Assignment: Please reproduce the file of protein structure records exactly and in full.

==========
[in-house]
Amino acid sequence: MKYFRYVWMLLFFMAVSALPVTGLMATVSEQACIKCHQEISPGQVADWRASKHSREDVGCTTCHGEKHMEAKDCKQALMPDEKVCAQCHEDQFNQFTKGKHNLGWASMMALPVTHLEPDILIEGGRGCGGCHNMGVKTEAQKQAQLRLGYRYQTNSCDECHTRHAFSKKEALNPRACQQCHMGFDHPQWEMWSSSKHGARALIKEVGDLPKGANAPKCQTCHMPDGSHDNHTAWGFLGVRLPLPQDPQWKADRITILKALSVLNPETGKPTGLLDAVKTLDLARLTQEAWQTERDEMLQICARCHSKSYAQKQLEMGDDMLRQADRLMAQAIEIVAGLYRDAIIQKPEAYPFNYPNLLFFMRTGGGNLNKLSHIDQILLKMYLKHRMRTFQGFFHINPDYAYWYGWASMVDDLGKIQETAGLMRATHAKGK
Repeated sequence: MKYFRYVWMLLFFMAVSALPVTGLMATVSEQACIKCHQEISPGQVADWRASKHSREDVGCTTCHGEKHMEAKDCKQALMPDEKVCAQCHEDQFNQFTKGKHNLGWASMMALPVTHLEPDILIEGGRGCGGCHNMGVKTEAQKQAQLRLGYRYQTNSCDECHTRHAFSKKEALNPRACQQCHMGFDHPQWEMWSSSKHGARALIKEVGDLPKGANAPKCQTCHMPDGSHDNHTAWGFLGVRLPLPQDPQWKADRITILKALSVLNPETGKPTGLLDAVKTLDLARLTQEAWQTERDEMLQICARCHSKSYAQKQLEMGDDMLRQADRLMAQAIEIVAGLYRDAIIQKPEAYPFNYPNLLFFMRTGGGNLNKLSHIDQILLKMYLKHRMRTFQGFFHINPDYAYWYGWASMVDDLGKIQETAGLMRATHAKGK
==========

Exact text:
[in-house]
Amino acid sequence: MKYFRYVWMLLFFMAVSALPVTGLMATVSEQACIKCHQEISPGQVADWRASKHSREDVGCTTCHGEKHMEAKDCKQALMPDEKVCAQCHEDQFNQFTKGKHNLGWASMMALPVTHLEPDILIEGGRGCGGCHNMGVKTEAQKQAQLRLGYRYQTNSCDECHTRHAFSKKEALNPRACQQCHMGFDHPQWEMWSSSKHGARALIKEVGDLPKGANAPKCQTCHMPDGSHDNHTAWGFLGVRLPLPQDPQWKADRITILKALSVLNPETGKPTGLLDAVKTLDLARLTQEAWQTERDEMLQICARCHSKSYAQKQLEMGDDMLRQADRLMAQAIEIVAGLYRDAIIQKPEAYPFNYPNLLFFMRTGGGNLNKLSHIDQILLKMYLKHRMRTFQGFFHINPDYAYWYGWASMVDDLGKIQETAGLMRATHAKGK
Repeated sequence: MKYFRYVWMLLFFMAVSALPVTGLMATVSEQACIKCHQEISPGQVADWRASKHSREDVGCTTCHGEKHMEAKDCKQALMPDEKVCAQCHEDQFNQFTKGKHNLGWASMMALPVTHLEPDILIEGGRGCGGCHNMGVKTEAQKQAQLRLGYRYQTNSCDECHTRHAFSKKEALNPRACQQCHMGFDHPQWEMWSSSKHGARALIKEVGDLPKGANAPKCQTCHMPDGSHDNHTAWGFLGVRLPLPQDPQWKADRITILKALSVLNPETGKPTGLLDAVKTLDLARLTQEAWQTERDEMLQICARCHSKSYAQKQLEMGDDMLRQADRLMAQAIEIVAGLYRDAIIQKPEAYPFNYPNLLFFMRTGGGNLNKLSHIDQILLKMYLKHRMRTFQGFFHINPDYAYWYGWASMVDDLGKIQETAGLMRATHAKGK